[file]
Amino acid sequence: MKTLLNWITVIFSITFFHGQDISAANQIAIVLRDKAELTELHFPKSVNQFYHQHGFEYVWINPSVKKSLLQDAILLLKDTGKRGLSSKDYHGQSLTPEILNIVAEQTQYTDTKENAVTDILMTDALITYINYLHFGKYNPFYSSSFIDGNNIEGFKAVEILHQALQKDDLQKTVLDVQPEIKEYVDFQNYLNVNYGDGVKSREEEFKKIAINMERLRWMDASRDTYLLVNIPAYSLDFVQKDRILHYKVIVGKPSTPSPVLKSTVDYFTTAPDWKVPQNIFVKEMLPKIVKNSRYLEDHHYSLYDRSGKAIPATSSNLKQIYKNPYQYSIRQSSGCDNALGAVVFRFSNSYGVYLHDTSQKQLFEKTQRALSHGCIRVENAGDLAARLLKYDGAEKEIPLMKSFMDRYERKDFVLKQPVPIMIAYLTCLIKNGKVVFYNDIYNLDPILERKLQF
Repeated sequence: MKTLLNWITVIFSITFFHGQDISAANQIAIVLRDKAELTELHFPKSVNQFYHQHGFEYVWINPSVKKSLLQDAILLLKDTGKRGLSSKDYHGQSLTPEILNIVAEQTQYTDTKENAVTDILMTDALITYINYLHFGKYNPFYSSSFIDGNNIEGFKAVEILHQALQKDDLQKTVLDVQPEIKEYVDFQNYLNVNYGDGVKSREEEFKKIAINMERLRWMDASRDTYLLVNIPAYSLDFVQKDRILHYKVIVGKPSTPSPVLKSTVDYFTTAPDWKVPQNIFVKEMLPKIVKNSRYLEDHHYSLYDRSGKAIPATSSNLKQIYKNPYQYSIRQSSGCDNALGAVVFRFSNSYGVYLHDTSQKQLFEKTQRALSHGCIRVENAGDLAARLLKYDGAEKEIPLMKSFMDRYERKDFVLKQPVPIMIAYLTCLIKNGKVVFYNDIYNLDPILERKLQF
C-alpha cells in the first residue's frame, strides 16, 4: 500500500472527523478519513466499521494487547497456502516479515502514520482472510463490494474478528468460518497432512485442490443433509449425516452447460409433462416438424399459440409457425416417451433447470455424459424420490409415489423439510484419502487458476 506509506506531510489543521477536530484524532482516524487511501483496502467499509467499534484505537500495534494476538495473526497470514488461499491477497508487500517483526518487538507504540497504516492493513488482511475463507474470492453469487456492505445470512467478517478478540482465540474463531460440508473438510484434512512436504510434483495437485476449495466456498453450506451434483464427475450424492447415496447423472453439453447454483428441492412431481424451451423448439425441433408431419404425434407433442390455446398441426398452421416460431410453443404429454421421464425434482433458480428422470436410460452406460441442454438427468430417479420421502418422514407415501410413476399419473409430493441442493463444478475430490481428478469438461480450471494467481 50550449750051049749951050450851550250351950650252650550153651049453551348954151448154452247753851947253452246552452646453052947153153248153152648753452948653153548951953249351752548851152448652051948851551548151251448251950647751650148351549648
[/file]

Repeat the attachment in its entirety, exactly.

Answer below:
Amino acid sequence: MKTLLNWITVIFSITFFHGQDISAANQIAIVLRDKAELTELHFPKSVNQFYHQHGFEYVWINPSVKKSLLQDAILLLKDTGKRGLSSKDYHGQSLTPEILNIVAEQTQYTDTKENAVTDILMTDALITYINYLHFGKYNPFYSSSFIDGNNIEGFKAVEILHQALQKDDLQKTVLDVQPEIKEYVDFQNYLNVNYGDGVKSREEEFKKIAINMERLRWMDASRDTYLLVNIPAYSLDFVQKDRILHYKVIVGKPSTPSPVLKSTVDYFTTAPDWKVPQNIFVKEMLPKIVKNSRYLEDHHYSLYDRSGKAIPATSSNLKQIYKNPYQYSIRQSSGCDNALGAVVFRFSNSYGVYLHDTSQKQLFEKTQRALSHGCIRVENAGDLAARLLKYDGAEKEIPLMKSFMDRYERKDFVLKQPVPIMIAYLTCLIKNGKVVFYNDIYNLDPILERKLQF
Repeated sequence: MKTLLNWITVIFSITFFHGQDISAANQIAIVLRDKAELTELHFPKSVNQFYHQHGFEYVWINPSVKKSLLQDAILLLKDTGKRGLSSKDYHGQSLTPEILNIVAEQTQYTDTKENAVTDILMTDALITYINYLHFGKYNPFYSSSFIDGNNIEGFKAVEILHQALQKDDLQKTVLDVQPEIKEYVDFQNYLNVNYGDGVKSREEEFKKIAINMERLRWMDASRDTYLLVNIPAYSLDFVQKDRILHYKVIVGKPSTPSPVLKSTVDYFTTAPDWKVPQNIFVKEMLPKIVKNSRYLEDHHYSLYDRSGKAIPATSSNLKQIYKNPYQYSIRQSSGCDNALGAVVFRFSNSYGVYLHDTSQKQLFEKTQRALSHGCIRVENAGDLAARLLKYDGAEKEIPLMKSFMDRYERKDFVLKQPVPIMIAYLTCLIKNGKVVFYNDIYNLDPILERKLQF
C-alpha cells in the first residue's frame, strides 16, 4: 500500500472527523478519513466499521494487547497456502516479515502514520482472510463490494474478528468460518497432512485442490443433509449425516452447460409433462416438424399459440409457425416417451433447470455424459424420490409415489423439510484419502487458476 506509506506531510489543521477536530484524532482516524487511501483496502467499509467499534484505537500495534494476538495473526497470514488461499491477497508487500517483526518487538507504540497504516492493513488482511475463507474470492453469487456492505445470512467478517478478540482465540474463531460440508473438510484434512512436504510434483495437485476449495466456498453450506451434483464427475450424492447415496447423472453439453447454483428441492412431481424451451423448439425441433408431419404425434407433442390455446398441426398452421416460431410453443404429454421421464425434482433458480428422470436410460452406460441442454438427468430417479420421502418422514407415501410413476399419473409430493441442493463444478475430490481428478469438461480450471494467481 50550449750051049749951050450851550250351950650252650550153651049453551348954151448154452247753851947253452246552452646453052947153153248153152648753452948653153548951953249351752548851152448652051948851551548151251448251950647751650148351549648